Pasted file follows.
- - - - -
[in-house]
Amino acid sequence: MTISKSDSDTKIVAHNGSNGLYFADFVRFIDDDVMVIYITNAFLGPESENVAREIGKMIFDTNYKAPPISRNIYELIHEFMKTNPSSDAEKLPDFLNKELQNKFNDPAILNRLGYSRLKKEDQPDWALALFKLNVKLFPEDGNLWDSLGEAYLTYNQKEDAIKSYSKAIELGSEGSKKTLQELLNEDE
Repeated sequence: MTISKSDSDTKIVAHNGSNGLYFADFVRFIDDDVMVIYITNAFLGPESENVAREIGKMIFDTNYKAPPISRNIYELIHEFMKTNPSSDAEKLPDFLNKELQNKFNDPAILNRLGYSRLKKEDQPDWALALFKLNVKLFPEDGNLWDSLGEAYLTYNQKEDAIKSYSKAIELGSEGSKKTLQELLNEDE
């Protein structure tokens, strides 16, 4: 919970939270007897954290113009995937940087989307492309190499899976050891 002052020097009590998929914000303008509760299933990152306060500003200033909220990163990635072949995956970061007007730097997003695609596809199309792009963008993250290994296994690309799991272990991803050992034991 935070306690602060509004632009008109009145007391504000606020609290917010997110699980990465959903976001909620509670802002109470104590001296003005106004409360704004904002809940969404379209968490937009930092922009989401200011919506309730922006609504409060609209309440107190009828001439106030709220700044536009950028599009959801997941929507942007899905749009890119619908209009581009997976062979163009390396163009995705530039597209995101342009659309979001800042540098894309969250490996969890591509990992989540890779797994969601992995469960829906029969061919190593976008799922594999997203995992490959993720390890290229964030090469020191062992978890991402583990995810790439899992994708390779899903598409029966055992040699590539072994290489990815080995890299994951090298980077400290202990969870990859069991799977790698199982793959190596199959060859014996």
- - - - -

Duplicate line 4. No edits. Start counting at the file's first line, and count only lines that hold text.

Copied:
């Protein structure tokens, strides 16, 4: 919970939270007897954290113009995937940087989307492309190499899976050891 002052020097009590998929914000303008509760299933990152306060500003200033909220990163990635072949995956970061007007730097997003695609596809199309792009963008993250290994296994690309799991272990991803050992034991 935070306690602060509004632009008109009145007391504000606020609290917010997110699980990465959903976001909620509670802002109470104590001296003005106004409360704004904002809940969404379209968490937009930092922009989401200011919506309730922006609504409060609209309440107190009828001439106030709220700044536009950028599009959801997941929507942007899905749009890119619908209009581009997976062979163009390396163009995705530039597209995101342009659309979001800042540098894309969250490996969890591509990992989540890779797994969601992995469960829906029969061919190593976008799922594999997203995992490959993720390890290229964030090469020191062992978890991402583990995810790439899992994708390779899903598409029966055992040699590539072994290489990815080995890299994951090298980077400290202990969870990859069991799977790698199982793959190596199959060859014996």